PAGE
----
·         Opportunity to continue expanding margins.  Management has committed to 190bps of margin expansion from 2006-2009 (this is a management team that hits their numbers).  Margin expansion will come from: increasing direct sourcing, increasing private label penetration, streamlining the supply chain, improving the operating leverage in the delivery business, and expanding value added services in the retail stores. 

·         Compelling valuation:  Stock is trading near its lowest multiple in 4 years yet growth remains strong.  The Company generates mid-single digits free cash flow and grows at >10%.  Given the growth and free cash flow, we believe SPLS will generate a high-teens return for shareholders over the next 3-5 years.  While the stock has not performed well over the past four years, the fundamentals of the business have remained very strong.  In addition, the delivery business should command a premium given its financial performance.

·         Opportunity to ‘Get Lucky’:  Almost any industry consolidation would be good for SPLS (especially on the delivery side where there would be significant synergies with acquired businesses).  Most likely acquisition candidate would be Corporate Express who has hired bankers and consultants to ‘explore strategic alternatives’.  We believe Staples is the logical buyer for this business as other competitors don’t appear to have the balance sheet to do this and ODP would likely face regulatory issues in Europe.  While this is pure speculation, on paper, the acquisition would make a lot of sense.  As with any distributor roll up, the cost savings opportunities would be significant—not to mention the value coming from improving the overall management of CXP.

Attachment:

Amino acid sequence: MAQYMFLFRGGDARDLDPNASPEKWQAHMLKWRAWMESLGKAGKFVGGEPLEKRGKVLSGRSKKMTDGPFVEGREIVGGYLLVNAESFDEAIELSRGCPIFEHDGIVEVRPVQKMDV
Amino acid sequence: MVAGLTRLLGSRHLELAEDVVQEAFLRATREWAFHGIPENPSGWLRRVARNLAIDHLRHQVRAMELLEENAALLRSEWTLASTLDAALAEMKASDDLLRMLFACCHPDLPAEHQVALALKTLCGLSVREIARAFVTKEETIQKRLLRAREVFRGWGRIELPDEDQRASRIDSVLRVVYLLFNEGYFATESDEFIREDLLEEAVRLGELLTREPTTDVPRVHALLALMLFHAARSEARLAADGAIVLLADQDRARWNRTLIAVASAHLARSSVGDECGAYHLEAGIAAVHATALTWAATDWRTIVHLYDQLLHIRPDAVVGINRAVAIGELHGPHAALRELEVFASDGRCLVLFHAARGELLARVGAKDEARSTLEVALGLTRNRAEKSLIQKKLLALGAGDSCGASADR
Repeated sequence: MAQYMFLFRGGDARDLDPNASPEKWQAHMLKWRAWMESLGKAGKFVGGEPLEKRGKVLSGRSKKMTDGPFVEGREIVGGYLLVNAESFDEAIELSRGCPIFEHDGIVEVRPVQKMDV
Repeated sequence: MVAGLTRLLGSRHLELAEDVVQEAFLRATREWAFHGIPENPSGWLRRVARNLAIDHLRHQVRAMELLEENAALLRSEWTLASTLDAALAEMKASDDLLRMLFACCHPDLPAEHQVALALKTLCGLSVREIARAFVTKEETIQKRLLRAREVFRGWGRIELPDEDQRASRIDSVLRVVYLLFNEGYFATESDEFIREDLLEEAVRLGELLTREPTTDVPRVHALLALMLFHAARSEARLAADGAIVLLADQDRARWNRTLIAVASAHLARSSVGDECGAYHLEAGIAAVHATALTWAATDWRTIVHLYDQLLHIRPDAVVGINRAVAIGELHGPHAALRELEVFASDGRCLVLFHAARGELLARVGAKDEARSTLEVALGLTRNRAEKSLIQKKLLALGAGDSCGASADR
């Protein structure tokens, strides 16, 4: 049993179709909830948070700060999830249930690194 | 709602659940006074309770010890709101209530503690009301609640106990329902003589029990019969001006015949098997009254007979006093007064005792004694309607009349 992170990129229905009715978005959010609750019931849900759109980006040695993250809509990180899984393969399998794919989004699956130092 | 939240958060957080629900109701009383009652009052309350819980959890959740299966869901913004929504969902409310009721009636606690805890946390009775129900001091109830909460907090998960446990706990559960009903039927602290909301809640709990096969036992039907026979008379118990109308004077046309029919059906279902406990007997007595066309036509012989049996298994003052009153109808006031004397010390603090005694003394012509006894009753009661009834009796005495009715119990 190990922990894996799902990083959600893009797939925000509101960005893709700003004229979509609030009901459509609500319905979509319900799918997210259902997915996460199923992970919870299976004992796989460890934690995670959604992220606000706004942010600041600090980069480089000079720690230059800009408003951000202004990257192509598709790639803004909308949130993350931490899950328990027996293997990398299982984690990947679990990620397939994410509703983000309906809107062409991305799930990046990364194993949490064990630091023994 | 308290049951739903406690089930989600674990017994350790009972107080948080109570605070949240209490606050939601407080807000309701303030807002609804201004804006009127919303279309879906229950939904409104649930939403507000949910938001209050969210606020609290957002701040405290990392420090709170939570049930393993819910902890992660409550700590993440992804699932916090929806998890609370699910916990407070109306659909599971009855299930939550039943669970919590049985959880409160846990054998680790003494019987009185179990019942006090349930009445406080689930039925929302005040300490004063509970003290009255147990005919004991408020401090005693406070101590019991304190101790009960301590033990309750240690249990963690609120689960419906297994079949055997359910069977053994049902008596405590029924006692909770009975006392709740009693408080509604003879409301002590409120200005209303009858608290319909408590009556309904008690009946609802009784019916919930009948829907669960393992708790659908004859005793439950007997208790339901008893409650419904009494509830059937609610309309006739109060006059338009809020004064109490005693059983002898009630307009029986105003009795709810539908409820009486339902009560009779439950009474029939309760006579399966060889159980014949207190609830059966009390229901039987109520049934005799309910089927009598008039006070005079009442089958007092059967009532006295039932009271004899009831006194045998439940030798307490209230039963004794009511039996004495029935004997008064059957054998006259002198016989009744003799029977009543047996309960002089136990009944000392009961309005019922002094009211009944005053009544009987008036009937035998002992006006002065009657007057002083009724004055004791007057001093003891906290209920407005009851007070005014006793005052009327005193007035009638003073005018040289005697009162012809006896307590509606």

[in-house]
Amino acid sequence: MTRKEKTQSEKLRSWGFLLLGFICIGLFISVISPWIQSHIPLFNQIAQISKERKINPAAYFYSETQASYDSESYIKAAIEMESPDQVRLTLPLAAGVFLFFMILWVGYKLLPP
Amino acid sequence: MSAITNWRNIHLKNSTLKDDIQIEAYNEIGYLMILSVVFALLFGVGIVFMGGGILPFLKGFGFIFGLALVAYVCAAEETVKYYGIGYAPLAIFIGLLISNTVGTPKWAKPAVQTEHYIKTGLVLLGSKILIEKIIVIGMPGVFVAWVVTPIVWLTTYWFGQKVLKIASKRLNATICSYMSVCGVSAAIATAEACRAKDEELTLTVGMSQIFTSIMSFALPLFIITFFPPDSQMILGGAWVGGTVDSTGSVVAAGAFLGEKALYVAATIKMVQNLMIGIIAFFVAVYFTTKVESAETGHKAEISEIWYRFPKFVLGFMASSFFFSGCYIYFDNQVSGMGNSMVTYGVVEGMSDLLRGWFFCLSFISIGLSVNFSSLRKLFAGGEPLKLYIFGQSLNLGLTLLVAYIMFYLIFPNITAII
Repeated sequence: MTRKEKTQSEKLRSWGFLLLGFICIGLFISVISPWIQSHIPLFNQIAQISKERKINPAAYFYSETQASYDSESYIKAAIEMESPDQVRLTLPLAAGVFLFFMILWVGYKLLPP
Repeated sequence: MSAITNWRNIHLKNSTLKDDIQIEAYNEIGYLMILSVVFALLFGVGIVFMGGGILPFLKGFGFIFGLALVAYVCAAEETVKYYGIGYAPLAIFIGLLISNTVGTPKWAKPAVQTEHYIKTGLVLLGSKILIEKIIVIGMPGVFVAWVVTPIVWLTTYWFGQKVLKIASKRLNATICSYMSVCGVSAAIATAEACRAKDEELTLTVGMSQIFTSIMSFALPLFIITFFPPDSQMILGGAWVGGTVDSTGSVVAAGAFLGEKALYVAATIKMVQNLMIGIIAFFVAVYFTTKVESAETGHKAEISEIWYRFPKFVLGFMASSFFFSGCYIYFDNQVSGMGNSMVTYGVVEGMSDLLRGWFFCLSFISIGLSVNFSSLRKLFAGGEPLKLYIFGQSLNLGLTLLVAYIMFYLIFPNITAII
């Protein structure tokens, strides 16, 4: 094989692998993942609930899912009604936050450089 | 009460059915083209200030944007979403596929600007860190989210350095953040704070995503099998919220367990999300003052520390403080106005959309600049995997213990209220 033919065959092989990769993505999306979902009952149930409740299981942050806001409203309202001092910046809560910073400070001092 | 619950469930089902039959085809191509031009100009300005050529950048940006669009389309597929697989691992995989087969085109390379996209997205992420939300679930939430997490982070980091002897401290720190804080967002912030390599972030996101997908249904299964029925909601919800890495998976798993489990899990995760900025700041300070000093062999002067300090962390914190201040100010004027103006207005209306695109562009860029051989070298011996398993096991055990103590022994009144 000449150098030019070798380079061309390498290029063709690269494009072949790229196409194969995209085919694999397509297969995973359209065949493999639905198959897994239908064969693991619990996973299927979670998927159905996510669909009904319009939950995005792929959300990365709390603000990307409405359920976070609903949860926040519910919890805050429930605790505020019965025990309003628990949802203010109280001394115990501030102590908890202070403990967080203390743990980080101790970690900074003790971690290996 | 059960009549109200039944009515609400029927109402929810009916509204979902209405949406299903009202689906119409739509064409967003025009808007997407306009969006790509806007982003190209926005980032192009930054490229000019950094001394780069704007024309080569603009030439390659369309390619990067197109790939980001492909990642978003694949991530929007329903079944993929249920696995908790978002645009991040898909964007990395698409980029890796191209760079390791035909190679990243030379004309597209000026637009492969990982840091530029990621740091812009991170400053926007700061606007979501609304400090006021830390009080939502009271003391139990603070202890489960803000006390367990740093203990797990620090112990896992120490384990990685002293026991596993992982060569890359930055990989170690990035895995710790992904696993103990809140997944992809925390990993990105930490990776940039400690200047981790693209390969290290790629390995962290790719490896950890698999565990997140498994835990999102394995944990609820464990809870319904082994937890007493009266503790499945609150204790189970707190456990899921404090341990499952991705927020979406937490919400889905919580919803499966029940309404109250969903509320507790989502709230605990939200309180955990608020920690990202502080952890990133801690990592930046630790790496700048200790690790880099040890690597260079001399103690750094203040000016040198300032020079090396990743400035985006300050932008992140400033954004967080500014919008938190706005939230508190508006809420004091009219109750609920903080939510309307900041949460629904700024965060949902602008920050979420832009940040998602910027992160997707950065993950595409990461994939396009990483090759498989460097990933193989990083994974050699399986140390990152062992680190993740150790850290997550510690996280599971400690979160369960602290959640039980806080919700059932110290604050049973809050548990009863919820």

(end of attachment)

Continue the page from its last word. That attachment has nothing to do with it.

Delivery:  To date, Staples has been very successful gaining share in the delivery segment.  This has been driven by better execution than the competition.  Future share gains in delivery may become more difficult as Staples has already picked up the low hanging fruit. 

Macroeconomic Risk:  While we believe Staples is less exposed to economic cycles than the average retailer (because >50% of sales are ‘non-discretionary), Staples would still be negatively impacted by a recession in the U.S. (as exhibited by the soft retail comps in Q2 in select markets). 

Increased Competitive Environment:  To date, the competitive environment in office products has been rational and disciplined.  Office Max and Office Depot have avoided pricing wars and irrational new store openings.  If this situation were to change, Staples could be significantly impacted by competitive pressures.